Separation: This phase was very simply described as separating an individual from an existing life or way. When the Liminal Collective team is running performance training, we often think of this part as where we shift environments from the daily routine to a new unknown. The characteristics of this phase are change, and in many cases abrupt change.
Right now, people are being separated physically, emotionally and spiritually from everything they have taken for granted to date. Worse still, for some this is a very literal separation from loved ones who are seriously ill or who pass. If you’re a twelve year old, it’s a novel experience, but you have some familiarity with braving the new. For those of us who have lived decades, this is unprecedented - a separation for most, from everything we’ve experienced before.
Transition - the liminal stage: This phase sits between the first and the third - a transitional phase between the state of previous being and the state that follows; between old and new; a phase of growth. It is characterized by ambiguity, a sense of loss for the old, uncertainty for what’s to come, and, in some cases, social isolation.
Ancient cultures teach us that the transitional phase is often experienced alone. They also show that somewhere, although it may not be immediately present, there is a hand that helps, mentors or teaches - a greater guide through the liminal process. In traditional rites of passage, this is often what elders offer to younger members of the community. As a result, there is a knowledge that helps us in our transition: we know that we are not the first, the only or the last to experience this - we’re part of a greater community...a greater story.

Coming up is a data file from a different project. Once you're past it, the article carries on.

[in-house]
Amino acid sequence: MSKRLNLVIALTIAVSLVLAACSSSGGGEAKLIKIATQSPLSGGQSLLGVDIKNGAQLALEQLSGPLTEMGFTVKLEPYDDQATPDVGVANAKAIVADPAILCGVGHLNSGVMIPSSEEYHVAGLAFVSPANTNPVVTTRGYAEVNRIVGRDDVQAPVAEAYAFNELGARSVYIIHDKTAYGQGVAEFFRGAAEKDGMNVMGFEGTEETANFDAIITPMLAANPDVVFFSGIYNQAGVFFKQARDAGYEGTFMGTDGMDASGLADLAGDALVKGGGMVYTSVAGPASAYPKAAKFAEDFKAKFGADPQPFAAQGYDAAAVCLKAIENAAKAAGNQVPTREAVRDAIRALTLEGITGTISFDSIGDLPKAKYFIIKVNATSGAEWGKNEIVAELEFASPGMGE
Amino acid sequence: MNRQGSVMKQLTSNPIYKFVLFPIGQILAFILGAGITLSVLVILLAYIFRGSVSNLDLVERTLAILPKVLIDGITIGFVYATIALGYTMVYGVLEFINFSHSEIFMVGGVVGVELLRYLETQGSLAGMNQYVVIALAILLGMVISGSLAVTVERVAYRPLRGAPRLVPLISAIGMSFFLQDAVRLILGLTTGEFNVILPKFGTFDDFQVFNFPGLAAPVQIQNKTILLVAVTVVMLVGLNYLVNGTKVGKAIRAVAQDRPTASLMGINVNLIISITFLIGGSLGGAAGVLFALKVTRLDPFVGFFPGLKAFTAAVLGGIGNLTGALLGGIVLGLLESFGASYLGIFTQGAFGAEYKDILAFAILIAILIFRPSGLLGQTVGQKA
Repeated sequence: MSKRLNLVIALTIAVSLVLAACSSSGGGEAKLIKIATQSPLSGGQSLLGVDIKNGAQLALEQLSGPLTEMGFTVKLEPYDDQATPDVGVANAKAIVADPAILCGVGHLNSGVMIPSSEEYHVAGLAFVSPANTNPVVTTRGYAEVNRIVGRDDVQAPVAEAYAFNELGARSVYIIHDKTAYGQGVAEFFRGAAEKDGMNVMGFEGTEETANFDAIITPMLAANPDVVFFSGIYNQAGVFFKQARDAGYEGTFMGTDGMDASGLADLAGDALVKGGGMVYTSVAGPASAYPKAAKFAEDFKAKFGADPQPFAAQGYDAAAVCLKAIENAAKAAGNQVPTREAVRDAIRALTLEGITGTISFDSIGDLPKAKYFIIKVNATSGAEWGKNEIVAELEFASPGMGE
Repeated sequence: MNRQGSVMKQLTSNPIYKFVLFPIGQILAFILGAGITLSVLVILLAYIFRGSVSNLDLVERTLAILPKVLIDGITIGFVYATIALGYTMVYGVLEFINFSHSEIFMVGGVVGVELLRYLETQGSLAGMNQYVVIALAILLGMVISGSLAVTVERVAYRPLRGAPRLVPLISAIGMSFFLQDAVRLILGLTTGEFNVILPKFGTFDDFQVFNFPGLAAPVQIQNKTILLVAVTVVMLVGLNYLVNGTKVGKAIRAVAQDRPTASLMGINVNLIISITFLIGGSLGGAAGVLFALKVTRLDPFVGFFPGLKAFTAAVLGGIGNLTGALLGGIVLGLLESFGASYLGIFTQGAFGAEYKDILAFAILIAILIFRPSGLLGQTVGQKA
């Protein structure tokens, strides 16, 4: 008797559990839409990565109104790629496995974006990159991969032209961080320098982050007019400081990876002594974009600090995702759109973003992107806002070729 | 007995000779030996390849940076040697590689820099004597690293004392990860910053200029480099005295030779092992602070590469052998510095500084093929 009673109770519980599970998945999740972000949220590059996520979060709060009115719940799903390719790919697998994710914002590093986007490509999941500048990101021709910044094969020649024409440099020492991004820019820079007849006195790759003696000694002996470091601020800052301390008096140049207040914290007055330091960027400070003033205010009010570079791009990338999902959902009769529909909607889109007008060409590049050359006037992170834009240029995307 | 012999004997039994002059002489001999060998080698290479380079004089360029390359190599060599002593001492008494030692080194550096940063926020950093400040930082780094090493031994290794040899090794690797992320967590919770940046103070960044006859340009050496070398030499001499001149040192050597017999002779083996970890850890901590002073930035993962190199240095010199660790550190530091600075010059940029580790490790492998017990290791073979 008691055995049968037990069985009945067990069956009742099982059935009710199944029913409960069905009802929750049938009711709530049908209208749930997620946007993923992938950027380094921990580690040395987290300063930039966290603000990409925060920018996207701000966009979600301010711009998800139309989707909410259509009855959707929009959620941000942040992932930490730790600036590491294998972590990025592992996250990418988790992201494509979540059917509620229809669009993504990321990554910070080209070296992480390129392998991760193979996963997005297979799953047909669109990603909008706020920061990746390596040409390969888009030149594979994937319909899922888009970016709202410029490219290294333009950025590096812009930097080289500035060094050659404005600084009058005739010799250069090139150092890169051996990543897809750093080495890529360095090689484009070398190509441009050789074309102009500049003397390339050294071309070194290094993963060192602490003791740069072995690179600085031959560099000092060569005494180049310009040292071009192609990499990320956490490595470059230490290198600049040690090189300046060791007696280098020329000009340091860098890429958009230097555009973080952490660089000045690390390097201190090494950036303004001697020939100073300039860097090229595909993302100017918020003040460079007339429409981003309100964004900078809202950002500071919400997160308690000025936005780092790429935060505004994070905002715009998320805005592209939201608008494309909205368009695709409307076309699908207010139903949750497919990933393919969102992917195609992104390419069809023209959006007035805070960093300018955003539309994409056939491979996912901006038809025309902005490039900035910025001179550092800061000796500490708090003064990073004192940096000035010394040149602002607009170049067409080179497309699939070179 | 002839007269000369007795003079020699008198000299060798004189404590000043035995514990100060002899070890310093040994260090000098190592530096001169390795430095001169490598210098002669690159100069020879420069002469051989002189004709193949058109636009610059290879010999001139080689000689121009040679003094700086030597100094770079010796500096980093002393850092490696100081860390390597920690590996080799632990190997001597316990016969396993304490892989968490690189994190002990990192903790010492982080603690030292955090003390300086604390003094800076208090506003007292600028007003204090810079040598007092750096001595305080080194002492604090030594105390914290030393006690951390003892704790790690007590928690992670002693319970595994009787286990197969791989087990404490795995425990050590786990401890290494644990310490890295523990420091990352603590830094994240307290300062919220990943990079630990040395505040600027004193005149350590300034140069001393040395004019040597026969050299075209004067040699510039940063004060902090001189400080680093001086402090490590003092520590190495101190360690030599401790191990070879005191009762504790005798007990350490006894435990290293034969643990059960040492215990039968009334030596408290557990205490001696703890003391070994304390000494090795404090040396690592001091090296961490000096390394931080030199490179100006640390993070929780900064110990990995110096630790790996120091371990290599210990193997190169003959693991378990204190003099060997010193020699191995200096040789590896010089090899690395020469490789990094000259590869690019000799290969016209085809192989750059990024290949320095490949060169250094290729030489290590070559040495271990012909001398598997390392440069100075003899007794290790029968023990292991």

Right now, social distancing and remote work are just a couple drivers that exaggerate our feelings of isolation, uncertainty and ambiguity. For those of us feeling out of control, alone and unsure of the future, don’t panic. However alone you may feel, you are part of a community going through the same experience. And you are experiencing the emotions of transition. That is easy to say, and it should not take away from the very real pain and trauma you may be experiencing. In our first article we suggested ways to help navigate such a transition - there are guideposts to point the way.
Return and incorporation: This phase marks an individual's return to society having undergone the “rite”. It signals a moment of incorporation into the community, but not as before: as a new person, and sometimes as a new culture. Often marked by celebration or ceremony, the common belief is that those who return are now more ready to take on the next phase of their life having been through the liminal, transitional stage.
We will get there
The parallels between ancient rites of passage and today’s exceptional period of lockdown are clear. However, it’s too easy to say that this phase of transition - the passage from our old life to a different one - will lead inevitably to growth and a new society.
Today, there are people struggling. They have lost family or friends; they fear for the future; they are working out how to pay the bills or meet the rent; they struggle with isolation; they are caring for others on the front line, sharing their pain. The list goes on and the trauma deepens with the detail.
So, you would be right to say, “More important things are going on right now, so who cares about your liminal phase!” Agreed. Hopefully, however, it helps a little to put into context the emotions you’re feeling, and to understand there will be another phase beyond this transitional uncertainty. We are not there yet. We will get there.